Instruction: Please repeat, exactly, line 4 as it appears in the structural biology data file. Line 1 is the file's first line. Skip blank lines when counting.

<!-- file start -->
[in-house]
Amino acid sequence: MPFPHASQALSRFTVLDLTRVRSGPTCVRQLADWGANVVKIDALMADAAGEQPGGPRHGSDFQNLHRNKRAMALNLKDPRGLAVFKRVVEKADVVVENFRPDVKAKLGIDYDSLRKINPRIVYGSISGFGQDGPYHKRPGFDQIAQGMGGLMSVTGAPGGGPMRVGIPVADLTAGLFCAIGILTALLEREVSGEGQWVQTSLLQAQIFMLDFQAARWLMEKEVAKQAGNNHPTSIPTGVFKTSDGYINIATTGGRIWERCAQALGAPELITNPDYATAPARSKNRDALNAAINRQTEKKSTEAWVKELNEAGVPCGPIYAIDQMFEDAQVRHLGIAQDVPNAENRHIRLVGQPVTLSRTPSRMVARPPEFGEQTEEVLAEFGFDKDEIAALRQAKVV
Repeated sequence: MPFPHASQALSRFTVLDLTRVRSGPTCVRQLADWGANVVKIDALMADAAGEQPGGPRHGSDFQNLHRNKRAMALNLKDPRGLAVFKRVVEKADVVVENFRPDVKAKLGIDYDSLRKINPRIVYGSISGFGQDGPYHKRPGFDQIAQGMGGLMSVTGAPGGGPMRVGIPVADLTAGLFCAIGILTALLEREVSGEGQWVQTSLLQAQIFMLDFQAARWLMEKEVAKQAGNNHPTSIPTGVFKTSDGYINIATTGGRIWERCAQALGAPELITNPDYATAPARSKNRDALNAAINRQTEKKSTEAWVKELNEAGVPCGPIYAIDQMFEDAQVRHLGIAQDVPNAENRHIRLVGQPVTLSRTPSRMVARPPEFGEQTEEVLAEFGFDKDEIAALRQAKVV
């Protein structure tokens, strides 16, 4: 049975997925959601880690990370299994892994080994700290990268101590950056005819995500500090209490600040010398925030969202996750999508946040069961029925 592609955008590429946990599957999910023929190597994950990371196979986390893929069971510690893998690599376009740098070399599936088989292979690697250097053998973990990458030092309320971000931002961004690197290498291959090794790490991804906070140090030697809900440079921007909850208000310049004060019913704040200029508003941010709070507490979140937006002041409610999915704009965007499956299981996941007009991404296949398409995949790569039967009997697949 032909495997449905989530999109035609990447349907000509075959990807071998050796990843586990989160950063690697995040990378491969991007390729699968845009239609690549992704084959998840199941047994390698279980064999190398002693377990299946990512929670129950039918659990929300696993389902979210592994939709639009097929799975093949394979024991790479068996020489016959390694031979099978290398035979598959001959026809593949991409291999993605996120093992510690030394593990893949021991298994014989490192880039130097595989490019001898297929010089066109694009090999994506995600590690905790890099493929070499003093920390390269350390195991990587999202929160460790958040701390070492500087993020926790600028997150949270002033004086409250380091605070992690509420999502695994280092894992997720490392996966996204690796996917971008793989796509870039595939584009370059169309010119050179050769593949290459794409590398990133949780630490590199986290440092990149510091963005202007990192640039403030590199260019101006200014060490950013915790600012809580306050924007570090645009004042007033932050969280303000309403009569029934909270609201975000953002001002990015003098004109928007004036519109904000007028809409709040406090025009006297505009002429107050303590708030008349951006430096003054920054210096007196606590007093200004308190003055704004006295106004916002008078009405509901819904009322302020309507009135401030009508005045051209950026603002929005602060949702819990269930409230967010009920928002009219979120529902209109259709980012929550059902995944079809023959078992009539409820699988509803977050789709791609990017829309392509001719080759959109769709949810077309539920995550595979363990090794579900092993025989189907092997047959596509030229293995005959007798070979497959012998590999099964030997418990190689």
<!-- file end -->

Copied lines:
């Protein structure tokens, strides 16, 4: 049975997925959601880690990370299994892994080994700290990268101590950056005819995500500090209490600040010398925030969202996750999508946040069961029925 592609955008590429946990599957999910023929190597994950990371196979986390893929069971510690893998690599376009740098070399599936088989292979690697250097053998973990990458030092309320971000931002961004690197290498291959090794790490991804906070140090030697809900440079921007909850208000310049004060019913704040200029508003941010709070507490979140937006002041409610999915704009965007499956299981996941007009991404296949398409995949790569039967009997697949 032909495997449905989530999109035609990447349907000509075959990807071998050796990843586990989160950063690697995040990378491969991007390729699968845009239609690549992704084959998840199941047994390698279980064999190398002693377990299946990512929670129950039918659990929300696993389902979210592994939709639009097929799975093949394979024991790479068996020489016959390694031979099978290398035979598959001959026809593949991409291999993605996120093992510690030394593990893949021991298994014989490192880039130097595989490019001898297929010089066109694009090999994506995600590690905790890099493929070499003093920390390269350390195991990587999202929160460790958040701390070492500087993020926790600028997150949270002033004086409250380091605070992690509420999502695994280092894992997720490392996966996204690796996917971008793989796509870039595939584009370059169309010119050179050769593949290459794409590398990133949780630490590199986290440092990149510091963005202007990192640039403030590199260019101006200014060490950013915790600012809580306050924007570090645009004042007033932050969280303000309403009569029934909270609201975000953002001002990015003098004109928007004036519109904000007028809409709040406090025009006297505009002429107050303590708030008349951006430096003054920054210096007196606590007093200004308190003055704004006295106004916002008078009405509901819904009322302020309507009135401030009508005045051209950026603002929005602060949702819990269930409230967010009920928002009219979120529902209109259709980012929550059902995944079809023959078992009539409820699988509803977050789709791609990017829309392509001719080759959109769709949810077309539920995550595979363990090794579900092993025989189907092997047959596509030229293995005959007798070979497959012998590999099964030997418990190689």